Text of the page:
An image that is read, a poem that is seen
“Contrapunto” is a photobook reproducing the virtual correspondence between the photographer Lucero del Castillo and the cultural critic Víctor Vich. An intellectual game unfolds within its pages, which is also a mystery for the senses. It lies in the elusive way del Castillo’s personal archive images respond to or collide with the poems selected by Vich and vice versa.
Por Alonso Almenara
Contrapunto is one of the most common techniques in musical composition, but it is also one of the nightmares of conservatory students. The difficulty lies in combining two or more melodies without one being a mere accompaniment to the other while maintaining the independence of each. And this is without losing harmonic coherence. Such situations are unusual in real life. Rock bands and couples break up for that reason: because contrapunto is difficult. Because the voices are not equally autonomous or maintaining unity requires discipline, which always clashes with freedom. It happens in activism. It happens in the challenge of combining the personal and the political.
In the photobook “Contrapunto” (Meier Ramírez, 2022), the photographer Lucero del Castillo and the cultural critic Víctor Vich, both Peruvians, exercise this complicated art, putting their voices into dialogue and two different types of artistic creation: poems and photographs. Their intention, they write, is to “show the contact” between both disciplines, “but also the separation; the bridge, but also the void.”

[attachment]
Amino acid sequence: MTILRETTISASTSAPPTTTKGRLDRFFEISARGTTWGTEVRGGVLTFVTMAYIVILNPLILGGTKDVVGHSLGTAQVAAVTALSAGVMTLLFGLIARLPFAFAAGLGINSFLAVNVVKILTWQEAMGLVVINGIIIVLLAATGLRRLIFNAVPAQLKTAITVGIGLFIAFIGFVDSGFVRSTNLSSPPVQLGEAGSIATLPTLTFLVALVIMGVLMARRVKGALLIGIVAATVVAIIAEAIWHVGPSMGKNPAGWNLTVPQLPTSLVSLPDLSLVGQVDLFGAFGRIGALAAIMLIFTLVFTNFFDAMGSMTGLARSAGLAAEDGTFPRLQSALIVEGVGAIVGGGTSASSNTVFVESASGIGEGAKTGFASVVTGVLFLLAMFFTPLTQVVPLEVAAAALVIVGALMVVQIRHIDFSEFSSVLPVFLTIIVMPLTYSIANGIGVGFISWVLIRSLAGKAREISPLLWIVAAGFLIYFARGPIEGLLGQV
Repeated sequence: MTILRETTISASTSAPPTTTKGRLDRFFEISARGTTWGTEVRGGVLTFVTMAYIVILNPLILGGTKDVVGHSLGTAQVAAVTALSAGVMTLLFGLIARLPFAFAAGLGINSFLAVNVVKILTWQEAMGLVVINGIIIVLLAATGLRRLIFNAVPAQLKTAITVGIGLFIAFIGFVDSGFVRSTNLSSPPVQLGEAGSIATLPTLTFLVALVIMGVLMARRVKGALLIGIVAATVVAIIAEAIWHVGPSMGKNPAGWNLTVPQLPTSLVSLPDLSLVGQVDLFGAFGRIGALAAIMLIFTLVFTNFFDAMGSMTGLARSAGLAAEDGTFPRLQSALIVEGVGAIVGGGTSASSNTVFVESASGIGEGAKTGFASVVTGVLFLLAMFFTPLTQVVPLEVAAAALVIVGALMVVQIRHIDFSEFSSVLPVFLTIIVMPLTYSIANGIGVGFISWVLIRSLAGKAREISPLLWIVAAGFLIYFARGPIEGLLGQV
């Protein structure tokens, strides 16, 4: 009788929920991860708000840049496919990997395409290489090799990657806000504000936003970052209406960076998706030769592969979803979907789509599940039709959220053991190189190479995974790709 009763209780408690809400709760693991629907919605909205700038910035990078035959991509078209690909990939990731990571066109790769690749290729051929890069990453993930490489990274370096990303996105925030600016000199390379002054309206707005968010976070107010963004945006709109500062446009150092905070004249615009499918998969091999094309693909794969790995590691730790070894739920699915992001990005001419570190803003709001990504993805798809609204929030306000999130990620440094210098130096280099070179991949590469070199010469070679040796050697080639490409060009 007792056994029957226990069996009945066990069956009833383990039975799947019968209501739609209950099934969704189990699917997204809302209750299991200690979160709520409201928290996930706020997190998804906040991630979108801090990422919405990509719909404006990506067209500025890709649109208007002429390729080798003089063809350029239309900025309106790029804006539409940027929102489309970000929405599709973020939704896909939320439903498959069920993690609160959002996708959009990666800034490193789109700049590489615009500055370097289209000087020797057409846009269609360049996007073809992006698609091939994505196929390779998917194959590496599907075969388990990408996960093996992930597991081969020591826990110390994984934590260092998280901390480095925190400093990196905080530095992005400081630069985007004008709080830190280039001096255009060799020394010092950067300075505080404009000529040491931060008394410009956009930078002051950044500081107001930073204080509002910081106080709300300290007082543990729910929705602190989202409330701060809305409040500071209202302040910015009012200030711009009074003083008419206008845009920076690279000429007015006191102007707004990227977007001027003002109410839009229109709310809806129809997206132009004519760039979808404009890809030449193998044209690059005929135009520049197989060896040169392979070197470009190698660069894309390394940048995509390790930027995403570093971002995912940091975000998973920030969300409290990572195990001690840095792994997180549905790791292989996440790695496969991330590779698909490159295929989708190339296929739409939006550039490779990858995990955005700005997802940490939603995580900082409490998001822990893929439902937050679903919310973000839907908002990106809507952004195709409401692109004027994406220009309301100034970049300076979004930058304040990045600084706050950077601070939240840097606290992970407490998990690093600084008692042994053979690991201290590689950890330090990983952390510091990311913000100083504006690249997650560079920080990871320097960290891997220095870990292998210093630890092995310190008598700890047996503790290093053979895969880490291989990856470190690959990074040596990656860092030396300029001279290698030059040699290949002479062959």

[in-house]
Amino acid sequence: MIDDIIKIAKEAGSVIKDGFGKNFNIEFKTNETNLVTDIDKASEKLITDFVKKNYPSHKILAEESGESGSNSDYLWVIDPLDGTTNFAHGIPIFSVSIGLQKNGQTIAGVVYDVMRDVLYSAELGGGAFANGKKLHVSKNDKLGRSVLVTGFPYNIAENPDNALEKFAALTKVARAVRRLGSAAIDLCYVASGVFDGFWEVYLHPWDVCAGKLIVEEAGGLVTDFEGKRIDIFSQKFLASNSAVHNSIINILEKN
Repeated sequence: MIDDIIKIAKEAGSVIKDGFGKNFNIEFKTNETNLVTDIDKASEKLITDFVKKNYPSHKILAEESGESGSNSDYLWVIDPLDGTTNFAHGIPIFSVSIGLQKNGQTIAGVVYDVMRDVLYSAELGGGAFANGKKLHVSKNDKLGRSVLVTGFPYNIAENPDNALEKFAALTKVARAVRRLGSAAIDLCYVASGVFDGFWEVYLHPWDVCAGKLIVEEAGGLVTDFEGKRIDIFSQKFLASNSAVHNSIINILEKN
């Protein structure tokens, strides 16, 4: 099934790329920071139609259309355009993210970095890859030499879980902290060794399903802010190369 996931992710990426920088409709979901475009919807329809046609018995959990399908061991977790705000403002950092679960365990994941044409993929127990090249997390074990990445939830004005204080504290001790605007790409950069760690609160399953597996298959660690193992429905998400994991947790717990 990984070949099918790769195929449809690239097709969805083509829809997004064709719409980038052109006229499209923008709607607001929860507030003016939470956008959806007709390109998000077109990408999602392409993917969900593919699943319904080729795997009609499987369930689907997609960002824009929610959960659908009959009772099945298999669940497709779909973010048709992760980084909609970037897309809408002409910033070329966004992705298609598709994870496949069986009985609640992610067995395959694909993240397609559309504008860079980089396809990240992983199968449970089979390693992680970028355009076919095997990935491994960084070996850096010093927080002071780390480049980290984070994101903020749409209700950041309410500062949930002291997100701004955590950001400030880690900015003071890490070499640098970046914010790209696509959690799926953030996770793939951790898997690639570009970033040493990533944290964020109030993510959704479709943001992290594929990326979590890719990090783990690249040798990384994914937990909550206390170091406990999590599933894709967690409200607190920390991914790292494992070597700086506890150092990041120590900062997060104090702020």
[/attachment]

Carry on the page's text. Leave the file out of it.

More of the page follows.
Del Castillo is responsible for the images. She has been a photojournalist for the newspaper El Comercio for years. Here, she shows a different facet: her work is not realistic but allegorical, linked to the observation of nature and childhood memories. On the other hand, Vich selected excerpts from poems: there are verses by Louis Aragon, Rodrigo Quijano, and Mirko Lauer, among others. He is the author of books like “Contra el sueño de los justos: la literatura peruana ante la violencia política” (2009) and “Poéticas del duelo: ensayos sobre arte, memoria y violencia política” (2015), in which he examines responses to the period of internal armed conflict (1980-2000) in which Sendero Luminoso confronted the Peruvian state from the field of cultural production. He has also written about poetry, as in the recent book “César Vallejo: un poeta del acontecimiento” (2020), a Badiouian reading of the work of the Peruvian writer.
“Contrapunto” is a small book of 60 pages, comprised of 42 photos and 24 poems, printed thanks to the funding received by winning the 2022 CAP Creation Award from the Pontifical Catholic University of Peru. The authors mention that it originated from an email correspondence, and the page layout follows more or less the sequence of that original exchange, in which they dialogued with photos and poems—and said nothing more. But the book is also an open work that allows the reader to choose their reading order and establish new relationships between the material. “We were interested in deconstructing the opposition between looking and reading, between photography and poetry,” says Vich. Photography becomes a text; poetry becomes an image; the image is read, and the poem is seen.
The project includes an exhibition that opened on August 10th at the Alianza Francesa de Miraflores in Lima and will run until September 16th.